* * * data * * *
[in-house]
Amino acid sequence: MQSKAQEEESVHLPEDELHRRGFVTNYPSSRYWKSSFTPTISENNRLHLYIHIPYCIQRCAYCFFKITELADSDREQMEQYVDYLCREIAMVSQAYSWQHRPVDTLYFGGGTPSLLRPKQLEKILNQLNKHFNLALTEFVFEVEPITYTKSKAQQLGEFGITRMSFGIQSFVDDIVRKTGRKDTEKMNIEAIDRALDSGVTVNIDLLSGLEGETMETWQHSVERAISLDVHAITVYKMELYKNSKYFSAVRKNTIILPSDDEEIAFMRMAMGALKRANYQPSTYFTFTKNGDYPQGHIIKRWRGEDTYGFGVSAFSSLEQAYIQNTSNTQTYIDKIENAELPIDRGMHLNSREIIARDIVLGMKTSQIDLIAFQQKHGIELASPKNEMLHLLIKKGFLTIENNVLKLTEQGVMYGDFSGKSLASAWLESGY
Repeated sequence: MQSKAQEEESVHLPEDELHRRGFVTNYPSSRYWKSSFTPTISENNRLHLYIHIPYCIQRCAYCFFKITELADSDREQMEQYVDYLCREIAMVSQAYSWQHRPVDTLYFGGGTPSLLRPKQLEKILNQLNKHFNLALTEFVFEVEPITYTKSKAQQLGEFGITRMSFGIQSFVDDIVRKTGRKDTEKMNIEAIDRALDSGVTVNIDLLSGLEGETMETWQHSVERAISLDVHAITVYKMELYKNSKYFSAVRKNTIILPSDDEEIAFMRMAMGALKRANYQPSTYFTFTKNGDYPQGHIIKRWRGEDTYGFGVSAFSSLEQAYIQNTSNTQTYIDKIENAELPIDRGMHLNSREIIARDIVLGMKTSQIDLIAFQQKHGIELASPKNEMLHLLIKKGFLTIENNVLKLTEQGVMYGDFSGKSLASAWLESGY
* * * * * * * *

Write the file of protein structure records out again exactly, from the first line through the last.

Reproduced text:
[in-house]
Amino acid sequence: MQSKAQEEESVHLPEDELHRRGFVTNYPSSRYWKSSFTPTISENNRLHLYIHIPYCIQRCAYCFFKITELADSDREQMEQYVDYLCREIAMVSQAYSWQHRPVDTLYFGGGTPSLLRPKQLEKILNQLNKHFNLALTEFVFEVEPITYTKSKAQQLGEFGITRMSFGIQSFVDDIVRKTGRKDTEKMNIEAIDRALDSGVTVNIDLLSGLEGETMETWQHSVERAISLDVHAITVYKMELYKNSKYFSAVRKNTIILPSDDEEIAFMRMAMGALKRANYQPSTYFTFTKNGDYPQGHIIKRWRGEDTYGFGVSAFSSLEQAYIQNTSNTQTYIDKIENAELPIDRGMHLNSREIIARDIVLGMKTSQIDLIAFQQKHGIELASPKNEMLHLLIKKGFLTIENNVLKLTEQGVMYGDFSGKSLASAWLESGY
Repeated sequence: MQSKAQEEESVHLPEDELHRRGFVTNYPSSRYWKSSFTPTISENNRLHLYIHIPYCIQRCAYCFFKITELADSDREQMEQYVDYLCREIAMVSQAYSWQHRPVDTLYFGGGTPSLLRPKQLEKILNQLNKHFNLALTEFVFEVEPITYTKSKAQQLGEFGITRMSFGIQSFVDDIVRKTGRKDTEKMNIEAIDRALDSGVTVNIDLLSGLEGETMETWQHSVERAISLDVHAITVYKMELYKNSKYFSAVRKNTIILPSDDEEIAFMRMAMGALKRANYQPSTYFTFTKNGDYPQGHIIKRWRGEDTYGFGVSAFSSLEQAYIQNTSNTQTYIDKIENAELPIDRGMHLNSREIIARDIVLGMKTSQIDLIAFQQKHGIELASPKNEMLHLLIKKGFLTIENNVLKLTEQGVMYGDFSGKSLASAWLESGY